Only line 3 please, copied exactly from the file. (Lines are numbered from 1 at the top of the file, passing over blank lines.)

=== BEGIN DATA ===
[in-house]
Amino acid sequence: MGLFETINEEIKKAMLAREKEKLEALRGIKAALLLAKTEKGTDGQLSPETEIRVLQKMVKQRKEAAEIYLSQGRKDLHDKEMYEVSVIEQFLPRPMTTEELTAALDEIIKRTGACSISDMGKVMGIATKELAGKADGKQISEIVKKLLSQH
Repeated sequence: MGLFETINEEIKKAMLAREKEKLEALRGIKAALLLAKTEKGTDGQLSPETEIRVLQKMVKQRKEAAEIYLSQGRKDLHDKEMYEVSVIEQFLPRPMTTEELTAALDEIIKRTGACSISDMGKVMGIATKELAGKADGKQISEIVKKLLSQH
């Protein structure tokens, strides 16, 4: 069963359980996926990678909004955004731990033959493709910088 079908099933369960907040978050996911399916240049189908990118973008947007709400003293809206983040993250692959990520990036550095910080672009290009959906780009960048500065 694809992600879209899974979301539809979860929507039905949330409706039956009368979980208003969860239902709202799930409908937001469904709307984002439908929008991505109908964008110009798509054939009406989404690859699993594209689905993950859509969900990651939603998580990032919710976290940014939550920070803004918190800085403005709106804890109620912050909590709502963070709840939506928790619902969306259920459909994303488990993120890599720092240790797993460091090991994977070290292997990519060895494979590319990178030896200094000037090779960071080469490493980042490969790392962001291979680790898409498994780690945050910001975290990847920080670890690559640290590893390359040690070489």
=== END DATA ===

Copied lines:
Repeated sequence: MGLFETINEEIKKAMLAREKEKLEALRGIKAALLLAKTEKGTDGQLSPETEIRVLQKMVKQRKEAAEIYLSQGRKDLHDKEMYEVSVIEQFLPRPMTTEELTAALDEIIKRTGACSISDMGKVMGIATKELAGKADGKQISEIVKKLLSQH